ABA Banking Journal - June 2007 - (Page 50)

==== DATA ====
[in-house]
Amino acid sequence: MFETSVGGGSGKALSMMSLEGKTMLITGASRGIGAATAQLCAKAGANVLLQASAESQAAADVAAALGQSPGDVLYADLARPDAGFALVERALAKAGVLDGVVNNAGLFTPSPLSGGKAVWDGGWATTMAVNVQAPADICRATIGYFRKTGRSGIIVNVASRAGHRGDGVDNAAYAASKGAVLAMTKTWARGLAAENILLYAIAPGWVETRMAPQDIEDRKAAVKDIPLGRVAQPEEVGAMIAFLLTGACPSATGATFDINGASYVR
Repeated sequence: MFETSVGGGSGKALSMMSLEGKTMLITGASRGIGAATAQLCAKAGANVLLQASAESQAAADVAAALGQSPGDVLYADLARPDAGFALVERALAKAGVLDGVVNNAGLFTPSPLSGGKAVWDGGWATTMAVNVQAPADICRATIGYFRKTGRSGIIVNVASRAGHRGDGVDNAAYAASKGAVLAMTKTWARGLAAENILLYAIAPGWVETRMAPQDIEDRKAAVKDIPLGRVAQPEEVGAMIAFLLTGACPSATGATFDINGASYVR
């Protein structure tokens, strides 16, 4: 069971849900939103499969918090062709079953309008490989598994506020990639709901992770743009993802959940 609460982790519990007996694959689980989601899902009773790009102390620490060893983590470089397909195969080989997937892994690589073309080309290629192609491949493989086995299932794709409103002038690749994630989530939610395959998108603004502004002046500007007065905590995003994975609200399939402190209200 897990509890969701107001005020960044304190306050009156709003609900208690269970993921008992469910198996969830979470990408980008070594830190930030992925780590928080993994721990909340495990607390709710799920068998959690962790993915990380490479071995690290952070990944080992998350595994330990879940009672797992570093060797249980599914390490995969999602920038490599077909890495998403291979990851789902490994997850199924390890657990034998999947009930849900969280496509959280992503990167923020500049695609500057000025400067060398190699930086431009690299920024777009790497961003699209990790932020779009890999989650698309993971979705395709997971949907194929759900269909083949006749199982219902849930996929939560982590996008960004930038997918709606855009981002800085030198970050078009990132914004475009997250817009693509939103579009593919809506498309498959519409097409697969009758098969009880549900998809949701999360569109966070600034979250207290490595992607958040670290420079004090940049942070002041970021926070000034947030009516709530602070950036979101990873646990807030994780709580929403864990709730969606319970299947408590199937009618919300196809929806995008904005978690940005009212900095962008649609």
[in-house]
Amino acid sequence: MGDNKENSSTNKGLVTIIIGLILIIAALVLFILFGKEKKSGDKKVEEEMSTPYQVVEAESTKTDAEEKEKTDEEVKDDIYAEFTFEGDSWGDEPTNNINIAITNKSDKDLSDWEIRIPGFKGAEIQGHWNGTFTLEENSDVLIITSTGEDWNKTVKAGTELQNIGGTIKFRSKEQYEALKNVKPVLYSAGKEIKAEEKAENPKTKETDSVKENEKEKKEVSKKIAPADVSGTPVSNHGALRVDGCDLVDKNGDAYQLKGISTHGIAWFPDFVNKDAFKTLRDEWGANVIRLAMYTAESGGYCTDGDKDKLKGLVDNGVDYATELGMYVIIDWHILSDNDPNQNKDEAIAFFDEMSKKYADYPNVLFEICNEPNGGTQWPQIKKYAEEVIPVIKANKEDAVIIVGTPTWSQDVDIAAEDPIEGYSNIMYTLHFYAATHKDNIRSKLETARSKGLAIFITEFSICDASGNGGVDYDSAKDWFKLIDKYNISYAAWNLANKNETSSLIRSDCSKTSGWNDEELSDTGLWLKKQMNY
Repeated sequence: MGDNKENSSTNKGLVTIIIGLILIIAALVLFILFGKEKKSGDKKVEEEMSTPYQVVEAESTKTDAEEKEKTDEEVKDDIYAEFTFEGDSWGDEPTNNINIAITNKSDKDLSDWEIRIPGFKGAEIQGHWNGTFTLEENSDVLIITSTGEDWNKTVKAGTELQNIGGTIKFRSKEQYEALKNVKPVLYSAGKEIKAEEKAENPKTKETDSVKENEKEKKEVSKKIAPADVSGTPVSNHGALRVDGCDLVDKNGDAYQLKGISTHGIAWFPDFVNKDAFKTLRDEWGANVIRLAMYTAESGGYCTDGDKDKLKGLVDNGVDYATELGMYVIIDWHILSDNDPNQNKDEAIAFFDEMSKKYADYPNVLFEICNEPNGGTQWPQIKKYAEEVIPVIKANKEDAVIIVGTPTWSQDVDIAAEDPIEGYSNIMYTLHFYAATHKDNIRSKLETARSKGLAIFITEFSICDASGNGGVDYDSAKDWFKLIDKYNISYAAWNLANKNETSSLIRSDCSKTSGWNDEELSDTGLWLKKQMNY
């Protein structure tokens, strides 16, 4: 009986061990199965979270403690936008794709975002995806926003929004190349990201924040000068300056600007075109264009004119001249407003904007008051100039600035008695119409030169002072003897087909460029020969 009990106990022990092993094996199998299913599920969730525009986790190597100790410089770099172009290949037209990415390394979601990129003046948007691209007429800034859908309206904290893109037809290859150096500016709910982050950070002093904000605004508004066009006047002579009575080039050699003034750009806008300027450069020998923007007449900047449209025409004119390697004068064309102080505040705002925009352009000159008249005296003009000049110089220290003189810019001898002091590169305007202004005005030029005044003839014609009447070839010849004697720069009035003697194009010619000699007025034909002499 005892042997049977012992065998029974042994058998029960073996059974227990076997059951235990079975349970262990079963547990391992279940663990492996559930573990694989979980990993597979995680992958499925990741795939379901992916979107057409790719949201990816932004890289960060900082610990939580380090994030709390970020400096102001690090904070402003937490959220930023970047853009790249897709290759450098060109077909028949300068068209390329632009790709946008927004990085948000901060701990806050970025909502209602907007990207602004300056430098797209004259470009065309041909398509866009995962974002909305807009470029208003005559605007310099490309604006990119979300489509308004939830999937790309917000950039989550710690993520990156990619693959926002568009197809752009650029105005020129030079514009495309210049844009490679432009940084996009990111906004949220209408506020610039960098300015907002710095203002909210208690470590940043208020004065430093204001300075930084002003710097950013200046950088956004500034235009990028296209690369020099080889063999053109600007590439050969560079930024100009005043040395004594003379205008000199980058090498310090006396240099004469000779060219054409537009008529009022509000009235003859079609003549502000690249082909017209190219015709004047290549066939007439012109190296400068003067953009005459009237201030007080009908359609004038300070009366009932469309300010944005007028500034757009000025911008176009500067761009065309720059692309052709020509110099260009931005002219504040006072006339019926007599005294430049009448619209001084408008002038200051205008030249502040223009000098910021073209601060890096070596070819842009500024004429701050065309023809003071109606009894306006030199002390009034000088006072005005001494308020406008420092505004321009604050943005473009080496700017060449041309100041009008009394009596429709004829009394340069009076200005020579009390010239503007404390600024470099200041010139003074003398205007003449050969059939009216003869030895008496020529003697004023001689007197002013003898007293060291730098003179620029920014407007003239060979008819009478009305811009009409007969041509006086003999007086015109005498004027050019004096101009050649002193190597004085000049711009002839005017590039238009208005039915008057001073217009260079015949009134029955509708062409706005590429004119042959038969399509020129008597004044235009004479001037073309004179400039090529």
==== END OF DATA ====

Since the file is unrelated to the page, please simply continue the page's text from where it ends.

INVESTMENT SALES Deposits vs. investments Time to settle this debate New study puts some numbers to the matter of disintermediation, which should help defuse a long-simmering dispute ver since banks and savings institutions began selling mutual funds and annuities in the early 1980s, there has been tension between the advocates of transforming the bank branch into a financial services store and the executives responsible for the traditional core business of banking—collecting deposits and making loans. By selling investments a bank is essentially converting some spread income from deposits into fee income. Alarmists in the traditional banking camp argue that by selling investments a bank could disintermediate itself out of existence. Advocates of the “bank as a financial services company” counter that the bank’s customers need alternative investments, and in fact will buy the investments from some other source if the bank does not offer them. Since the bank’s competitors are selling investments, by eschewing investment sales the bank is Contributing editor Dr. Kenneth Kehrer is a director of Kehrer-LIMRA, the successor company to Kenneth Kehrer Associates, the research and consulting firm he co-founded in 1985. Rod Halvorson is senior vice-president of Symetra Financial, a provider of annuities and life insurance products to banks, and the sponsor of the Kehrer-LIMRA study, The Extent to Which Investment Sales Disintermediate Deposits. 50 JUNE 2007/ABA BANKING JOURNAL ceding its customers’ investment business to another bank or securities firm that is also offering banking services like loans and federally insured deposits. By letting customers establish relationships with competitors that also provide banking services, the bank is not just at risk of losing some deposits, but is placing its whole customer relationship at risk. Also, many banks have been trying to diversify away from the spread business. By building up their fee business, banks can insulate themselves more from cyclical loan demand. Indeed, many analysts will downgrade a bank’s stock if the bank has less fee income than its peers. But the problem is that the fee income is earned in many cases by cannibalizing the bank’s own deposits. Thus, instead of a bank augmenting its spread income with some fee income, the fee income in fact is cutting into the spread income. Deposit products and investment products compete for some of the same dollars. The advocates of investment sales argue that even though some investment sales cannibalize deposits, the commissions on mutual fund and annuity sales are much larger than the spread income on deposits. But the deposit guardians point out that this spread is earned year after year. Despite this internal conflict, about half of the banks particiwww.ababj.com/subscribe.html ILLUSTRATION BY TERRY EDEN
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